In other embodiments of the disclosure, a single trip multi-zone completion system for producing from one or more formation zones penetrated by a wellbore may be disclosed. The system may include an outer completion string having at least one sand screen disposed thereabout adjacent the one or more formation zones within an open hole section of the wellbore, a production tubing extending within the outer completion string and being communicably coupled thereto at a crossover coupling, the crossover coupling having one or more control lines coupled thereto, at least one interval control valve disposed on the production tubing and being communicably coupled to the one or more control lines, and a surveillance line extending external to the outer completion string and interposing the one or more formation zones and the at least one sand screen, the surveillance line being communicably coupled to the one or more control lines at the crossover coupling.

In yet other embodiments, a method of producing from one or more formation zones is disclosed. The method may include arranging an outer completion string within an open hole section of a wellbore adjacent the one or more formation zones, the outer completion string having at least one sand screen disposed thereabout, extending a production tubing within the outer completion string, the production tubing having at least one interval control valve disposed thereon, communicably coupling the production tubing to the completion string at a crossover coupling having one or more control lines coupled thereto, actuating the at least one interval control valve to initiate production into the production tubing at the at least one interval control valve, the at least one interval control valve being communicably coupled to the one or more control lines, and measuring one or more fluid and/or well environmental parameters external to the outer completion string with a surveillance line communicably coupled to the one or more control lines at the crossover coupling and being arranged between the one or more formation zones and the at least one sand screen.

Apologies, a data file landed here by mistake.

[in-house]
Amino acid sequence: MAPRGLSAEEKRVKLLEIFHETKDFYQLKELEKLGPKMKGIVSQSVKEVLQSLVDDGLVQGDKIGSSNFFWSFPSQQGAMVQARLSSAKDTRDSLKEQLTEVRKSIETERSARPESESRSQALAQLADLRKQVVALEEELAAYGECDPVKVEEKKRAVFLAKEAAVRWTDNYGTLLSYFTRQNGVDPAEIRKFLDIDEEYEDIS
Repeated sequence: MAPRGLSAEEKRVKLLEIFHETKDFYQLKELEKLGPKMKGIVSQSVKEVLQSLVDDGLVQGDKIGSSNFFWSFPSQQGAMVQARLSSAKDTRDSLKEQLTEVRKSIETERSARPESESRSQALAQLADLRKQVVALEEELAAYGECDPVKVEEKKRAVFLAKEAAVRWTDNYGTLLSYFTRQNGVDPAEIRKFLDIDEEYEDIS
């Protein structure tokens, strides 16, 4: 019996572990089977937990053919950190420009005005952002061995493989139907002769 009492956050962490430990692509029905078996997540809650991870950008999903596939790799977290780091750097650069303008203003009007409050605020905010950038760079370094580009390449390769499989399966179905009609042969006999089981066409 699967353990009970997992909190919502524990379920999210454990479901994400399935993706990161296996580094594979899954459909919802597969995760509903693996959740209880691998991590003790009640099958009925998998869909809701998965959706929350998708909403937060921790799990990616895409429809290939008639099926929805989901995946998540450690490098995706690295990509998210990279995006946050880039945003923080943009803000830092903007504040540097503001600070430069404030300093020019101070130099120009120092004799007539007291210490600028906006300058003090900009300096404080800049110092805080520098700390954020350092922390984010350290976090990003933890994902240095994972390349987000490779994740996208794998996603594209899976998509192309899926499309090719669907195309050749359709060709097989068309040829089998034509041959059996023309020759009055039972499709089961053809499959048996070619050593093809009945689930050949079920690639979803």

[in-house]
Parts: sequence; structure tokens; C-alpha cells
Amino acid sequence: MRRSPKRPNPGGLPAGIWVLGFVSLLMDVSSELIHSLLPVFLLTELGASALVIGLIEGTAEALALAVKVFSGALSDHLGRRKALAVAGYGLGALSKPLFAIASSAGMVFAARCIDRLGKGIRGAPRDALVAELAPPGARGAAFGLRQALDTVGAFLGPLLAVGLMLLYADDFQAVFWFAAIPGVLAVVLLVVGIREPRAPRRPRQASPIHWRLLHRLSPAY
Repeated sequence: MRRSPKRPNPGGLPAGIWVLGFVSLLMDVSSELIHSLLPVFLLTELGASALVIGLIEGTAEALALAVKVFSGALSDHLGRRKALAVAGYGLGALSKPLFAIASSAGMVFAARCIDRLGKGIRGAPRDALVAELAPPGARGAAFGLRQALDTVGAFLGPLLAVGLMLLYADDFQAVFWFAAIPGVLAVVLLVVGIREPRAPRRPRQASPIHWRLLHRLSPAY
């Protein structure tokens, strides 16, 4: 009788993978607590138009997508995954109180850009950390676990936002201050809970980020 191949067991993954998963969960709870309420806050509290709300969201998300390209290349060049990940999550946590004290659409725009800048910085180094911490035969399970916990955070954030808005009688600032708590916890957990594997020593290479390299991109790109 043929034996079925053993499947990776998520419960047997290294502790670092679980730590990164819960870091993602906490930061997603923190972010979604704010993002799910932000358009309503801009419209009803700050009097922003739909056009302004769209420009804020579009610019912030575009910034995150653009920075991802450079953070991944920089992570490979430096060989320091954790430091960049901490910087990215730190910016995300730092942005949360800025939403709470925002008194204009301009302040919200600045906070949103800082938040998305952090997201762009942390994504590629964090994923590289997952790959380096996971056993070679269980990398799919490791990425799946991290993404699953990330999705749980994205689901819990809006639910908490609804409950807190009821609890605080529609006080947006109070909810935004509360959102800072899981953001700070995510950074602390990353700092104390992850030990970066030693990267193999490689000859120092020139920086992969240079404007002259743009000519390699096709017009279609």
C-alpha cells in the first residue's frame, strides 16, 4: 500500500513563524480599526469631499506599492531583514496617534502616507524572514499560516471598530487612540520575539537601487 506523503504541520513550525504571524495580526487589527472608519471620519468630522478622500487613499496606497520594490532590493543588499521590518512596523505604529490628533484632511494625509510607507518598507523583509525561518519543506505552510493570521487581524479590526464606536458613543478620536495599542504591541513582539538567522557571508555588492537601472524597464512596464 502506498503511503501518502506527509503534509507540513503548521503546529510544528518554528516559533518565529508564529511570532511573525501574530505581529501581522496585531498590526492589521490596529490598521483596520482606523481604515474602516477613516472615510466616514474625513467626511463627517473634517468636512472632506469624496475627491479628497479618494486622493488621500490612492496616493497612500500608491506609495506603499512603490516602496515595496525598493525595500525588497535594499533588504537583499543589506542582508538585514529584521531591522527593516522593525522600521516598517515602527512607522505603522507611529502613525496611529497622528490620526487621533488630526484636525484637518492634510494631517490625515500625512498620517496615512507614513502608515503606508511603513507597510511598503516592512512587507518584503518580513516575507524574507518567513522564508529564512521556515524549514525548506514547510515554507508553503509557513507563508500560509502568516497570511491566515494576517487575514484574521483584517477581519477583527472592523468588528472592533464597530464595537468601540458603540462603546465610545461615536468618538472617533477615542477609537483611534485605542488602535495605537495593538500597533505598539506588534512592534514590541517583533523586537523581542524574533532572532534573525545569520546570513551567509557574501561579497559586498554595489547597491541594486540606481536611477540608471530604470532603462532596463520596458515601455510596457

In other embodiments, a method of deploying a single trip multi-zone completion system is disclosed. The method may include locating an inner service tool within an outer completion string arranged within an open hole section of a wellbore that penetrates one or more formation zones, the outer completion string having at least one sand screen arranged thereabout, treating the one or more formation zones with the inner service tool, wherein a surveillance line extends external to the outer completion string and interposes the one or more formation zones and the at least one sand screen, retrieving the inner service tool from within the outer completion string, extending a production tubing within the outer completion string and communicably coupling the production tubing to the completion string at a crossover coupling where one or more control lines are extended, the surveillance line extending from the one or more control lines, and actuating the at least one interval control valve to initiate a fluid flow into the production tubing at the at least one interval control valve, the at least one interval control valve being communicably coupled to the one or more control lines.